Thermoplastic matrices were initially restricted to short discontinuous fibre reinforced materials processed by injection moulding using high pressures and metal tools. Recently, interest in the aerospace market was stimulated by the availability of high temperature resins. These are reinforced by carbon-fibre with improved matrix toughness and moisture resistance. However, they were also accompanied by higher residual thermal stresses due to their high temperature processing, compared to the then current epoxy systems. Although these materials have stimulated the development of tougher epoxy systems, the same technology has also been applied to commercial low temperature, lower cost commodity plastics, such as polypropylene.

Considerable volumes of GMTs are used in automobiles in battery trays (Rover) and bulkheads (VW), alongside thermoset sheet moulding compounds (SMCs) that are more suitable for visible areas. SMCs are typically used in lorry cabs and grills where appearance is important. They provide a better surface finish, including Class A.

An interesting thermoplastic development recently released is the co-mingled fibre product. Here, polypropylene fibres have been included within the glass-fibre tow, giving good drapability for fabrics produced with these tows. The polypropylene itself can be melted out under thermal forming to become the thermoplastic matrix. This may have benefits for several health issues regarding styrene, factory wastage and equipment cleaning.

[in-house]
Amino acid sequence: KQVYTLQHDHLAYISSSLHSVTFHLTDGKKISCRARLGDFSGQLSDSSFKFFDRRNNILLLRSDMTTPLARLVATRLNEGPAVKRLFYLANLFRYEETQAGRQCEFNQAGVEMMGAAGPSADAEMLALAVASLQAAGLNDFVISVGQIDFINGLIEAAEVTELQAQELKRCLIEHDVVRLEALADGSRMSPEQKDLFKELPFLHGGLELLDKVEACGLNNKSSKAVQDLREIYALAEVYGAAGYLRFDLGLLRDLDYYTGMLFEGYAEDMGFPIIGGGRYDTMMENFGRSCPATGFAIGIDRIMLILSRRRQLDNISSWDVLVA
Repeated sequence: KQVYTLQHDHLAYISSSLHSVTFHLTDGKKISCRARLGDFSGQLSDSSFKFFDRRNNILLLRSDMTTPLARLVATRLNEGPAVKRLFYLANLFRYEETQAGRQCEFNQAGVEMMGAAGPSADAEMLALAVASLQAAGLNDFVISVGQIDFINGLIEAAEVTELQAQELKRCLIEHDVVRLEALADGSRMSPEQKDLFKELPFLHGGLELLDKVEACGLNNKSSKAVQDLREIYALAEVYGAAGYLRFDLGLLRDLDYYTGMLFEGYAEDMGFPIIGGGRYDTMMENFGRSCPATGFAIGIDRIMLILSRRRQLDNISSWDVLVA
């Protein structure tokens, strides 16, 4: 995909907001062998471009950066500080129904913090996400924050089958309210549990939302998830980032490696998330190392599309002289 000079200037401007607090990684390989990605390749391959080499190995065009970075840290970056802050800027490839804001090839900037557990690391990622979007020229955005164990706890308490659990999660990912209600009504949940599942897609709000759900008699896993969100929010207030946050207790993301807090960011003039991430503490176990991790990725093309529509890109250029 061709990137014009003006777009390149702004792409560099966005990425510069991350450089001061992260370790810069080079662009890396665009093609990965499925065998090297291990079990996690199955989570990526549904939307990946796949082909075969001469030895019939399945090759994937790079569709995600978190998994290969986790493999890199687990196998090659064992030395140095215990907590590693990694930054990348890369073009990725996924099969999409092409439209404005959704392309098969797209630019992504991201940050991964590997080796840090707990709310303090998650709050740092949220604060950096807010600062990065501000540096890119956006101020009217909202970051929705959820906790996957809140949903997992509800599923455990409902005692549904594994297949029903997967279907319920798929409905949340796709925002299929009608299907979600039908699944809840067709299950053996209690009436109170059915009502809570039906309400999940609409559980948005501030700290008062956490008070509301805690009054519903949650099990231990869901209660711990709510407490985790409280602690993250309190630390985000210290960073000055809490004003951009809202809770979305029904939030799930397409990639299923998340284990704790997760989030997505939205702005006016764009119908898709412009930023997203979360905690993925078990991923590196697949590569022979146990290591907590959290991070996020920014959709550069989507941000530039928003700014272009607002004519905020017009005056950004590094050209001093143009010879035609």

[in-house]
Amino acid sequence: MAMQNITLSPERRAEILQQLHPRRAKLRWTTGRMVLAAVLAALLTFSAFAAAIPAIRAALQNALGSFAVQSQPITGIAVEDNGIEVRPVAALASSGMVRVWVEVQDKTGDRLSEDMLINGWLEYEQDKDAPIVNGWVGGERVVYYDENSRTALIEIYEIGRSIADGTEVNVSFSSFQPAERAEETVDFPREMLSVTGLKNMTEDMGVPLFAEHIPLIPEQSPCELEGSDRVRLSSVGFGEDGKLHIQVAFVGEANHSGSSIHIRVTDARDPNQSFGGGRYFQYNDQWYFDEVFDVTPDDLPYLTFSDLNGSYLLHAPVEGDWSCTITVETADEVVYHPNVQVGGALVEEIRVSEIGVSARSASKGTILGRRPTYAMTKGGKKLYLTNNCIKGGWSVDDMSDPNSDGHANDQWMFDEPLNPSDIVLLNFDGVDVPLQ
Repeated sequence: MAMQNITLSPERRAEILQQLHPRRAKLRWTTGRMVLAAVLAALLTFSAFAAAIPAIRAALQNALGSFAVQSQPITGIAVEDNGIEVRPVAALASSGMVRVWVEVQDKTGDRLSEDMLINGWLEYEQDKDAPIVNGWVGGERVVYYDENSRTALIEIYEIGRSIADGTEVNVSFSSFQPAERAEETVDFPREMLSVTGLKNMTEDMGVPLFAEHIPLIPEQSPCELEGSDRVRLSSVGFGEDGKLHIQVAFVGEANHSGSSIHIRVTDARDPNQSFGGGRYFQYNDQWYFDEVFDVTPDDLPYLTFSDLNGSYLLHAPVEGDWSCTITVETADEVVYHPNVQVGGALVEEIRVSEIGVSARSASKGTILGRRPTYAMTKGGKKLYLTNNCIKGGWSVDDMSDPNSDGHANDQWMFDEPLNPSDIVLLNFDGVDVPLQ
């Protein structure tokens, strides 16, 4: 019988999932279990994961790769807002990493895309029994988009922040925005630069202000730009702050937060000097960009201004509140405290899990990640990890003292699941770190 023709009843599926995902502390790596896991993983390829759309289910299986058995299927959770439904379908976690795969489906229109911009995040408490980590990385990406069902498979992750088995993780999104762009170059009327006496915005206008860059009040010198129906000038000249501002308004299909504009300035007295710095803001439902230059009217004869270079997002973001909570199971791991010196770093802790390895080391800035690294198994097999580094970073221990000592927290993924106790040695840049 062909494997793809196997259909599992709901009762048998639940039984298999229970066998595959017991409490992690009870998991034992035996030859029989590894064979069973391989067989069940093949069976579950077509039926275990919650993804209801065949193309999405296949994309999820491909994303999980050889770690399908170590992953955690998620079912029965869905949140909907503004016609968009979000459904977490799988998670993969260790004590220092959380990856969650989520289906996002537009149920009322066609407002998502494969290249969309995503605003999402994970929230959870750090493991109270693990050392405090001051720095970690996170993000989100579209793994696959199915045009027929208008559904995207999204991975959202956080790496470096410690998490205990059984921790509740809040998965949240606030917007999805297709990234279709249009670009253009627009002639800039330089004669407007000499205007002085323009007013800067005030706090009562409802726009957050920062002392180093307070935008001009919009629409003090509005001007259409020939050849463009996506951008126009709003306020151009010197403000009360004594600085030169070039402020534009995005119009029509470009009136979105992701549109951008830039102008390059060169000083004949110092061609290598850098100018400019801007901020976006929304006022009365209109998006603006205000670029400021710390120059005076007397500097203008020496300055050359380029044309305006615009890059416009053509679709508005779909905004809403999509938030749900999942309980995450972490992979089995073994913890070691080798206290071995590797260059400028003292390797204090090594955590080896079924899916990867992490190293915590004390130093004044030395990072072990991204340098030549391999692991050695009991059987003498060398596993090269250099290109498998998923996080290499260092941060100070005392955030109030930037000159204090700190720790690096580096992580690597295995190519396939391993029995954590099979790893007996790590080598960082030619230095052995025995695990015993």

Currently, approximately 50% of composite fabrication uses open mould processing of predominately chopped strand mat glass-fibre/polyester. These processes are most affected by the gradual tightening of regulations regarding styrene in the work-place. Approaches to reduce the impact of styrene emissions include the use of low emission resins and the greater adoption of closed mould techniques, such as resin transfer moulding (RTM).

RTM uses either matched metal tools or low pressure/vacuum assisted, single face moulds. These techniques are being investigated by the aerospace industries, along with thermoplastic tape winding, where the main requirement is to lower the cost of manufacture, particularly for sections greater than 10mm thick.

An important area for composites, for both thermoset and thermoplastic composites, is the manufacture of pultruded sections. These can be stocked as standard sub-component sections. Thermoset pultrusions are formed continuously by drawing the reinforcement through resin baths followed by a heated shaping, die and curing sequence in an equivalent process to metal extrusion.